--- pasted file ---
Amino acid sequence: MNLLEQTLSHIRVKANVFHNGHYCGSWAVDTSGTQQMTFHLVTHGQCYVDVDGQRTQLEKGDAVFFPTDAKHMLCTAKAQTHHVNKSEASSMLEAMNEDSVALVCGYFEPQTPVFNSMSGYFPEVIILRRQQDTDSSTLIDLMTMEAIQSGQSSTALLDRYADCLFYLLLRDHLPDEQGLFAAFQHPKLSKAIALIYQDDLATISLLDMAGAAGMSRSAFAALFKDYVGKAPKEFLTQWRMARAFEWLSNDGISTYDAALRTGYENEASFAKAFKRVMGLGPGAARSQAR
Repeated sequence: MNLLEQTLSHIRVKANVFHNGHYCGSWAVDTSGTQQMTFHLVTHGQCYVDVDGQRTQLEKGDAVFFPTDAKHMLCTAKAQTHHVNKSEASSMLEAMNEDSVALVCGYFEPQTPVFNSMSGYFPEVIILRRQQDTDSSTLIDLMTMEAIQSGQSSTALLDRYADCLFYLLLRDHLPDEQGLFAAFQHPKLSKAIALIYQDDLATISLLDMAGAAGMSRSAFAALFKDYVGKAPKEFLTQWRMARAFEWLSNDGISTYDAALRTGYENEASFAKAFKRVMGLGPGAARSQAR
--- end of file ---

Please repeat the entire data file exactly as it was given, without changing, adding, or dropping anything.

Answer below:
Amino acid sequence: MNLLEQTLSHIRVKANVFHNGHYCGSWAVDTSGTQQMTFHLVTHGQCYVDVDGQRTQLEKGDAVFFPTDAKHMLCTAKAQTHHVNKSEASSMLEAMNEDSVALVCGYFEPQTPVFNSMSGYFPEVIILRRQQDTDSSTLIDLMTMEAIQSGQSSTALLDRYADCLFYLLLRDHLPDEQGLFAAFQHPKLSKAIALIYQDDLATISLLDMAGAAGMSRSAFAALFKDYVGKAPKEFLTQWRMARAFEWLSNDGISTYDAALRTGYENEASFAKAFKRVMGLGPGAARSQAR
Repeated sequence: MNLLEQTLSHIRVKANVFHNGHYCGSWAVDTSGTQQMTFHLVTHGQCYVDVDGQRTQLEKGDAVFFPTDAKHMLCTAKAQTHHVNKSEASSMLEAMNEDSVALVCGYFEPQTPVFNSMSGYFPEVIILRRQQDTDSSTLIDLMTMEAIQSGQSSTALLDRYADCLFYLLLRDHLPDEQGLFAAFQHPKLSKAIALIYQDDLATISLLDMAGAAGMSRSAFAALFKDYVGKAPKEFLTQWRMARAFEWLSNDGISTYDAALRTGYENEASFAKAFKRVMGLGPGAARSQAR